“I love where ever we were going at that time… i’m not saying they were better, it just seems like there were better ideas, it feels like we where moving faster. In my opinion we took a bad turn somewhere around the late 80’s but then again, my assumptions are based on a bunch of interviews and short stories I read on a late 1960’s Playboy magazine while researching for the music video. Here is an excerpt:

PLAYBOY: Speaking of what it’s all about — if you’ll allow us to return to the philosophical interpretation of 2001 — would you agree with those critics who call it a profoundly religious film?

KUBRICK: I will say that the God concept is at the heart of 2001 but not any traditional, anthropomorphic image of God. I don’t believe in any of Earth’s monotheistic religions, but I do believe that one can construct an intriguing scientific definition of God, once you accept the fact that there are approximately 100 billion stars in our galaxy alone, that each star is a life-giving sun and that there are approximately 100 billion galaxies in just the visible universe. Given a planet in a stable orbit, not too hot and not too cold, and given a few billion years of chance chemical reactions created by the interaction of a sun’s energy on the planet’s chemicals, it’s fairly certain that life in one form or another will eventually emerge. It’s reasonable to assume that there must be, in fact, countless billions of such planets where biological life has arisen, and the odds of some proportion of such life developing intelligence are high. Now, the sun is by no means an old star, and its planets are mere children in cosmic age, so it seems likely that there are billions of planets in the universe not only where intelligent life is on a lower scale than man but other billions where it is approximately equal and others still where it is hundreds of thousands of millions of years in advance of us. When you think of the giant technological strides that man has made in a few millennia — less than a microsecond in the chronology of the universe — can you imagine the evolutionary development that much older life forms have taken? They may have progressed from biological species, which are fragile shells for the mind at best, into immortal machine entities — and then, over innumerable eons, they could emerge from the chrysalis of matter transformed into beings of pure energy and spirit. Their potentialities would be limitless and their intelligence ungraspable by humans.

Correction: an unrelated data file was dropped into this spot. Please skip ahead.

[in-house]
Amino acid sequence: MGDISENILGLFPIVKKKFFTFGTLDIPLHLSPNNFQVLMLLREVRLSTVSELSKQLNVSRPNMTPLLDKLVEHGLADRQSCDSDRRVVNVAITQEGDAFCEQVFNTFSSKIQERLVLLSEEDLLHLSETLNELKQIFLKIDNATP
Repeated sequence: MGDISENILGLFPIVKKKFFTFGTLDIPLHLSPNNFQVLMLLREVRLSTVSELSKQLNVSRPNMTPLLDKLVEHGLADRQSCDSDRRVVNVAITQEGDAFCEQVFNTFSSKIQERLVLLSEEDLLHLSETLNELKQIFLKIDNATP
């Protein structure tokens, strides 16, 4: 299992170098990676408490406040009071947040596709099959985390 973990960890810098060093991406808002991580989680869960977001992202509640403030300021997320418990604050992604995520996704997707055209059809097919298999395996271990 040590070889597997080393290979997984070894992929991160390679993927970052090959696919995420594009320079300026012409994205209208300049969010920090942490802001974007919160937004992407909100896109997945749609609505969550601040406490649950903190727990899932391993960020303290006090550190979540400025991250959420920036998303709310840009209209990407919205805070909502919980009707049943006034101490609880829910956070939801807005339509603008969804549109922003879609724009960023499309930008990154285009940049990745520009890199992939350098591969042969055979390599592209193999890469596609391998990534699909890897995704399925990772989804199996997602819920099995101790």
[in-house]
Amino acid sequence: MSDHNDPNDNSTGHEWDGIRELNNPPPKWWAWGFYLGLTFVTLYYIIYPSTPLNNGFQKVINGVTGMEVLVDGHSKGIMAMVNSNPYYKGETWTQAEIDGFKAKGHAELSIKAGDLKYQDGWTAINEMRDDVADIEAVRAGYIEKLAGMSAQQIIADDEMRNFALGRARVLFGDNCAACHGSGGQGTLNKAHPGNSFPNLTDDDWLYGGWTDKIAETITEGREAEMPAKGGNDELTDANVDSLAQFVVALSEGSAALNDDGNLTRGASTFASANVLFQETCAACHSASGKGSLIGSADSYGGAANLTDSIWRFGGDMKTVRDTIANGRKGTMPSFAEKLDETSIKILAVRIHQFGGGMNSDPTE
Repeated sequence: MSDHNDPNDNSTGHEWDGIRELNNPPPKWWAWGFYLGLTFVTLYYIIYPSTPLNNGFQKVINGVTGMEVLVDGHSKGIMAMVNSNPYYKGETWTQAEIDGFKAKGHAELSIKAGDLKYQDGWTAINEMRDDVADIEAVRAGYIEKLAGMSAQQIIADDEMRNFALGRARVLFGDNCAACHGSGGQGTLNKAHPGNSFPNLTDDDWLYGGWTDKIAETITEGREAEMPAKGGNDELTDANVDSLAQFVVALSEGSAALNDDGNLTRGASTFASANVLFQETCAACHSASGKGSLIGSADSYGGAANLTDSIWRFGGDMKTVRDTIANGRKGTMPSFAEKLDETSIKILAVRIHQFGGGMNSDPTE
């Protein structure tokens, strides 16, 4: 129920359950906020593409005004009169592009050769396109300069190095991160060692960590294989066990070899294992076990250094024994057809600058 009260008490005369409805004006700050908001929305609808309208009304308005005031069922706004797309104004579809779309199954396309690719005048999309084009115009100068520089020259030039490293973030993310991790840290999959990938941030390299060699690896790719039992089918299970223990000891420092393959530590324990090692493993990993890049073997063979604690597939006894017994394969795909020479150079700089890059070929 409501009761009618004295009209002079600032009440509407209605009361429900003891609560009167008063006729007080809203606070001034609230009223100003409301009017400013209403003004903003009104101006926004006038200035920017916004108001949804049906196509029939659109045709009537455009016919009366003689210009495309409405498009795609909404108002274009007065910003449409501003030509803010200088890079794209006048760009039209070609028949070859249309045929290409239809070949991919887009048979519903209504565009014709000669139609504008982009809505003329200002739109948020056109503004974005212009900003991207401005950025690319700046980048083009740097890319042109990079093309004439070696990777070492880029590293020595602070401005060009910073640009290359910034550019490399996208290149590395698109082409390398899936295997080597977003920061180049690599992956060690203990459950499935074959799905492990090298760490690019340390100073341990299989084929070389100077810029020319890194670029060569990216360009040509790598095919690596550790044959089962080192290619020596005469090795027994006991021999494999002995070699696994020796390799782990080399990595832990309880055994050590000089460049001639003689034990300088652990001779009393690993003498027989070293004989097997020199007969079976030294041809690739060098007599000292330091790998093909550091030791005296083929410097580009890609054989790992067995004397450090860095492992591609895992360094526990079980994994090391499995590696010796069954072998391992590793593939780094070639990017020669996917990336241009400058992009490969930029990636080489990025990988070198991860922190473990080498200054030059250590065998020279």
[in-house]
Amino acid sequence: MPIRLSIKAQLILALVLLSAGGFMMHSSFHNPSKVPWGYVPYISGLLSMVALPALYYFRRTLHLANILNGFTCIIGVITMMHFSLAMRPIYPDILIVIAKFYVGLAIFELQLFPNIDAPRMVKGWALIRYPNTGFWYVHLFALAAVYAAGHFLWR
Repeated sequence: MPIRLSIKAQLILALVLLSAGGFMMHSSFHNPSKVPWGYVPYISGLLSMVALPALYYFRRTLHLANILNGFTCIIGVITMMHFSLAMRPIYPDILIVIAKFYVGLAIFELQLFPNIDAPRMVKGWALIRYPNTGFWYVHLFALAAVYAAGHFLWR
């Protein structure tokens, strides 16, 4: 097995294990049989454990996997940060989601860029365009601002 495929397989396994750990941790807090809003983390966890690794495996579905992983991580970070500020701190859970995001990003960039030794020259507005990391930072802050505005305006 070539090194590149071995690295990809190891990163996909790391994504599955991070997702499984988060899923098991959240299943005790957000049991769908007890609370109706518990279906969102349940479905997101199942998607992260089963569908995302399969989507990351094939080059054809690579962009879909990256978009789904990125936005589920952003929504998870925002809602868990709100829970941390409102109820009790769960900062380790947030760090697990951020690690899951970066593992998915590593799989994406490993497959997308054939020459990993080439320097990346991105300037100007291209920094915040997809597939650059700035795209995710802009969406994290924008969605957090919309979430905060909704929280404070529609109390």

Flight Facilities - Foreign Language (still)

Did you have a story in mind when you were shooting, or was it all about creating sexy moments and capturing a specific mood and atmosphere?
“Initially we had a story in mind: two different teams looking for lost sunk treasure (Bounty hunters). In the end, while shooting it all came down to creating an atmosphere with whatever we had at hand.

Looks like the shoot was a lot of fun. What was the biggest challenge?

“The entire project was so much fun… we shot for 4 days in total.